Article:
“It is also worth noting that many of the issues raised on the programme related to claims where there is no damage to Crown property i.e. claims for primary response attendance at incidents and/or cleaning debris from the carriageway. I can advise that (name of contractor) do not attempt to recover the cost of such works”
In the paint-spillage claim example above, there was no damage to Crown Property and from start to finish, contractor staff were at the location for 16 minutes. It appears attitudes toward such claims have changed or that claims to the Council concerned are treated differently.
As for the charges presented, after months of ‘battling’ with the contractor, they have thrown in the towel, abandoned the pricing methodology. The claim currently stands at £700.
Before settling any invoice the content should be scrutinised and corroborated!
And another … also a Transport for London matter – just how many of these are out there and how many have been paid in full?
12/04/2015 (S09C009): an incident occurred giving rise to some oil and debris on the road. Once again, AIW’s (emergency staff) attended and were at the location for just less than 2.5 hours at 9pm on this Saturday night.
The charge £4,734.90.
Needless to say we challenged this; inclusion of ‘storeman’ when there were no materials used was clearly odd as was ‘tunnel manager’; the incident was in New Cross!
But again, we saw the use of the ‘1153 pricing methodology’ – a process that the contractor Kier Highways Ltd (KHL) used from 01/07/2014 to late 2015 yet have been unable to explain / justify.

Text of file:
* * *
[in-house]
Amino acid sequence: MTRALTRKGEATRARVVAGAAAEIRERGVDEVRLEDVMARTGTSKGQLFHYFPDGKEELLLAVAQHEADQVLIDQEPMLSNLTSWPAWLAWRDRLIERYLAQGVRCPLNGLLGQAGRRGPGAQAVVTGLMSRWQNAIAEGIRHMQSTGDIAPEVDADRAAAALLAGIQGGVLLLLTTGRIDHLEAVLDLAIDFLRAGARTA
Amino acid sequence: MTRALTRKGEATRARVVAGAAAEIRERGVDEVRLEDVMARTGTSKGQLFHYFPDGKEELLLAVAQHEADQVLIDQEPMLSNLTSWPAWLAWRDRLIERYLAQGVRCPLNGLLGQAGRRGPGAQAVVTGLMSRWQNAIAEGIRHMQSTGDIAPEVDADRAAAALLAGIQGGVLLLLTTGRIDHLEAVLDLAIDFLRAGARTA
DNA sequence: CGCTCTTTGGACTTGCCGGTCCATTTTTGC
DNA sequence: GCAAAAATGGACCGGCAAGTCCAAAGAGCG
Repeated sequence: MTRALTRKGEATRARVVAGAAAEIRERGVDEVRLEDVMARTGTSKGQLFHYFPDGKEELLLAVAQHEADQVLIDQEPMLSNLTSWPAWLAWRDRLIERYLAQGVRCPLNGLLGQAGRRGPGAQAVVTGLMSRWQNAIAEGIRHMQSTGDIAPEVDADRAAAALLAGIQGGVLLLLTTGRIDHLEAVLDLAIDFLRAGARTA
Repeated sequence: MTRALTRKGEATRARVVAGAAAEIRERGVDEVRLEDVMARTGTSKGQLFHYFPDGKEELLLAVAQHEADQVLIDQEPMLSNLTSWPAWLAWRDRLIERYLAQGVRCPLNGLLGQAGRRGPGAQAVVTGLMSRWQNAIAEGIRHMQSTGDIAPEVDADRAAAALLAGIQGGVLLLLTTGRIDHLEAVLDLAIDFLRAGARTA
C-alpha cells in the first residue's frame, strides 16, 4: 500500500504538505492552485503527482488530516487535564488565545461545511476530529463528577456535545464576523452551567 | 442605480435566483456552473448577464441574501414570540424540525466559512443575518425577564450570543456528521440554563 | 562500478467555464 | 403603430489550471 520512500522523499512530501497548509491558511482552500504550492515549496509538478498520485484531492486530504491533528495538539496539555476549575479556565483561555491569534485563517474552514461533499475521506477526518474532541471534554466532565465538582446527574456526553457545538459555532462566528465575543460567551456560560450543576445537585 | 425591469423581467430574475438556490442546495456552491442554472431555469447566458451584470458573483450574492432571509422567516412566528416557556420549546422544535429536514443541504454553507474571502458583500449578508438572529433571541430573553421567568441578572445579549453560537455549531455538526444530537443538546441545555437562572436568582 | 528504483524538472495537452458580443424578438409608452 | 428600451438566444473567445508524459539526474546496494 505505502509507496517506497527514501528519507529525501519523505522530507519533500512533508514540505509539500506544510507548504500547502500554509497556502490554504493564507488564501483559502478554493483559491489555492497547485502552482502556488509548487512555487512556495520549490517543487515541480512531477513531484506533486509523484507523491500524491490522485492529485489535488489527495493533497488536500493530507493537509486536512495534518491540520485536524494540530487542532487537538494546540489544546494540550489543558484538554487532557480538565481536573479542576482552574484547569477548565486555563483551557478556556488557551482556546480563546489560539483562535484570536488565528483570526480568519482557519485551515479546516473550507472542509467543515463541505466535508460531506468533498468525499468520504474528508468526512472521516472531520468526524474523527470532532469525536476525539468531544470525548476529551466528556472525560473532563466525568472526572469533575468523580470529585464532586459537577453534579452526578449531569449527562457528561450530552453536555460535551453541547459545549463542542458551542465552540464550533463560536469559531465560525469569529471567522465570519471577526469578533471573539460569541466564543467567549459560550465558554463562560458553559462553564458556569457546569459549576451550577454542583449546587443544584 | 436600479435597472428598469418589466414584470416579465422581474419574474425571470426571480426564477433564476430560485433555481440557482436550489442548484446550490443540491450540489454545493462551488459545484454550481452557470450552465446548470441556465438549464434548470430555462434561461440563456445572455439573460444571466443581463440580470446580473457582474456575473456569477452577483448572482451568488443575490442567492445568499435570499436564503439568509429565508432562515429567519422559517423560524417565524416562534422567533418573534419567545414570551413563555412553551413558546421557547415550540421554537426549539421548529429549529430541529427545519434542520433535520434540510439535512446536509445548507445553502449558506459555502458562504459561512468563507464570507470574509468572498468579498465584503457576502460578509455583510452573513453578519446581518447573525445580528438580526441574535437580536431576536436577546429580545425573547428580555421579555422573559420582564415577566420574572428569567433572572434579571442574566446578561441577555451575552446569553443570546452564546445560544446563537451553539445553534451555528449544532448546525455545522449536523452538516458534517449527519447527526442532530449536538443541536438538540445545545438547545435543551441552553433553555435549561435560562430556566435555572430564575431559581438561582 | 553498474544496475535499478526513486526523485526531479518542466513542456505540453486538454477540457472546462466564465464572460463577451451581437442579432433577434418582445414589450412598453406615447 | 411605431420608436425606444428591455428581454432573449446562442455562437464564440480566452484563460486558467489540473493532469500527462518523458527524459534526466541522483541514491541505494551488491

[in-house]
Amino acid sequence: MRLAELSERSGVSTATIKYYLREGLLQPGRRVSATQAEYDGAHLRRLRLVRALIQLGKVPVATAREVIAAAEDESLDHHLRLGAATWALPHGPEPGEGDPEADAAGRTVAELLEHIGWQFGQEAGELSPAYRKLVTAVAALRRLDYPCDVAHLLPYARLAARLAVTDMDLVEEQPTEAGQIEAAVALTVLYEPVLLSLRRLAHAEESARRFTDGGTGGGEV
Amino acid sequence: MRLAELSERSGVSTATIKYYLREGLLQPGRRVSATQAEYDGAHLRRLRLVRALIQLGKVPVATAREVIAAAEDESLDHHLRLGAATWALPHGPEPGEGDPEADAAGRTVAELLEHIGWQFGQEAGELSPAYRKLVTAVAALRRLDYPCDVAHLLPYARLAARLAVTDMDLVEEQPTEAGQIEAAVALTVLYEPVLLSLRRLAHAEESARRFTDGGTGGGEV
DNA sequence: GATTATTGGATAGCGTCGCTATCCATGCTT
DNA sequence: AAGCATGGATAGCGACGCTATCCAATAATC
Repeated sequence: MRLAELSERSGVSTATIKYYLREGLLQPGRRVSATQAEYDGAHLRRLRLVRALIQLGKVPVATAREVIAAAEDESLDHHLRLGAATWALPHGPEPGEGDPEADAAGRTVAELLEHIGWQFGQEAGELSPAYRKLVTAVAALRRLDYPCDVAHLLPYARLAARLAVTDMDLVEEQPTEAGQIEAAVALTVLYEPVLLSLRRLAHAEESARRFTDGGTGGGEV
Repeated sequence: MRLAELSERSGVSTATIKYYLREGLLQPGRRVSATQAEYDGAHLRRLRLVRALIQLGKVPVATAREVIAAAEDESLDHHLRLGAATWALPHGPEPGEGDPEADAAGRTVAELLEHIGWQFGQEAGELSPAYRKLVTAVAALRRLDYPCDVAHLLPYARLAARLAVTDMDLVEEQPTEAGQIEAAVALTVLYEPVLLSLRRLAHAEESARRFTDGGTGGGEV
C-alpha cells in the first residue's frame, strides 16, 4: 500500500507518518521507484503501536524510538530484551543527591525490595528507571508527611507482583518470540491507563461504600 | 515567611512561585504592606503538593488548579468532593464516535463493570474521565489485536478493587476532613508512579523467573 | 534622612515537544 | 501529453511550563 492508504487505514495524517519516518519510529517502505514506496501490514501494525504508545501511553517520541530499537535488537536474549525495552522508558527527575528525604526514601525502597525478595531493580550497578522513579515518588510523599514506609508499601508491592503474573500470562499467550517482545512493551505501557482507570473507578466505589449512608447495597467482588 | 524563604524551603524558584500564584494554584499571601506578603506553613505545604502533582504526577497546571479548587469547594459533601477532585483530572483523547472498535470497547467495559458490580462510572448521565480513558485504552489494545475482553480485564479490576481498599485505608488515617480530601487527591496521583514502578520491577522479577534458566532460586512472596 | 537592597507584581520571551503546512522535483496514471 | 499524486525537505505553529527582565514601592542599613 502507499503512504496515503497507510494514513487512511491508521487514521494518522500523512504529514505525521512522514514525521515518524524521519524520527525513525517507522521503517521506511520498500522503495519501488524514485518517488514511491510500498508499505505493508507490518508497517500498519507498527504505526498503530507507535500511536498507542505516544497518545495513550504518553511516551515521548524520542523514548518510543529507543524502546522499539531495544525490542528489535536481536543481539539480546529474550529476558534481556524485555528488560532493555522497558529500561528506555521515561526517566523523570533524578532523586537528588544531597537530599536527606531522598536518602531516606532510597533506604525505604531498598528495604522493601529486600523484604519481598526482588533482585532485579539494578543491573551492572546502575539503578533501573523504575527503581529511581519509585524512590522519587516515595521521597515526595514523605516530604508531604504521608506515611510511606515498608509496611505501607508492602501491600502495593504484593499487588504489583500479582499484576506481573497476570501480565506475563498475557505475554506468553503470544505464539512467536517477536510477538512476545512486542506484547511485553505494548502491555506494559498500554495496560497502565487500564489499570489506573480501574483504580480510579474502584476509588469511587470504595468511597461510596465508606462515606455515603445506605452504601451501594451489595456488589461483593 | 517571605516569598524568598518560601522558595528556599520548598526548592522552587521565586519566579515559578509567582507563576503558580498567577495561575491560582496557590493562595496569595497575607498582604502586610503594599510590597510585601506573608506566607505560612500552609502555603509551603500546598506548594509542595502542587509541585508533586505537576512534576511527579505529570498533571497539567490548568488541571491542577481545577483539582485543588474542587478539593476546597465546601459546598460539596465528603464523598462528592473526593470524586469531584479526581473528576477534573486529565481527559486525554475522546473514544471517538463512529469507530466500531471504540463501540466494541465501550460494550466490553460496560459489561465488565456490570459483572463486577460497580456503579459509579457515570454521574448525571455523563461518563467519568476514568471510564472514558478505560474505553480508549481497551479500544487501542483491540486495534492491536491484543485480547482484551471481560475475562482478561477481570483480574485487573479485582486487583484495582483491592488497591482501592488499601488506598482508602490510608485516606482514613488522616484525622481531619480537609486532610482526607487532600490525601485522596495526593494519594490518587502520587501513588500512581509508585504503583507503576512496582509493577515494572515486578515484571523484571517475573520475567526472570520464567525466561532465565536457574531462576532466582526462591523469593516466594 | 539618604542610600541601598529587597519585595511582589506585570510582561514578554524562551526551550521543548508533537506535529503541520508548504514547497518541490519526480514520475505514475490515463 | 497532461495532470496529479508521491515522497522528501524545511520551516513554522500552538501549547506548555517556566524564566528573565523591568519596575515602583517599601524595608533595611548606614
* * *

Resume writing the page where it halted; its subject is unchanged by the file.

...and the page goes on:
After months of intransigence and demands for the full value, after we were assured of a re-cost in 11/2015, the claim was re-priced 05/2016 without any explanation, breakdown or justification at £1,260.
We have suggested settlement at about £325.
A Potentially Expensive ‘Clip’ … in more ways than one ….
The insured was driving when their vehicle made contact with a roundabout signpost causing minor damage to the bottom right corner. The damage to their vehicle was insignificant. A law-abiding individual, the driver notified the authorities and continued upon their way. About a year later, the driver’s insurers received a request for over £2,000 to address the damage. The breakdown for the repair included:
- Traffic Management 2 hours
- Lane Closure
- A new sign £400+
- A galvanised post £250+
- Removing the sign and its post to a tip
A request for further details from the highways contractor was ignored. A further request resulted in no information. Ultimately the contractor’s agents advised that we could consider the claim abandoned, written-off.
This came as no surprise.
We had attended the location. The sign was, as it had been immediately following the incident, slightly bent in one corner. There was no new sign, no new post and therefore no ‘taking up, removal and disposal’. There was however a new clip fitted to the post, at the rear of the sign, just below the sign mounting.
As evidenced by our ability to park in the vicinity, walk to the post and take photographs, ‘traffic management’ was unlikely to have been necessary. Presumably this is why we never received details of those attending the scene, time sheets, details of vehicle undertaking the road closure, the traffic management etc.
So why was an invoice raised?
Possibly someone made an error; somehow stumbled upon the incident and details of the driver and inadvertently compiled an invoice by reference to …. ‘standard charges’?
Or possibly, as we had been advised, there are occasions when repairs are a bit slow and there can be pressure upon a contractor to generate invoices?
Whatever the reason, it will be appreciated that whilst our approaches to contractors may at times appear a burden, there is good reason for us seeking detail in each case.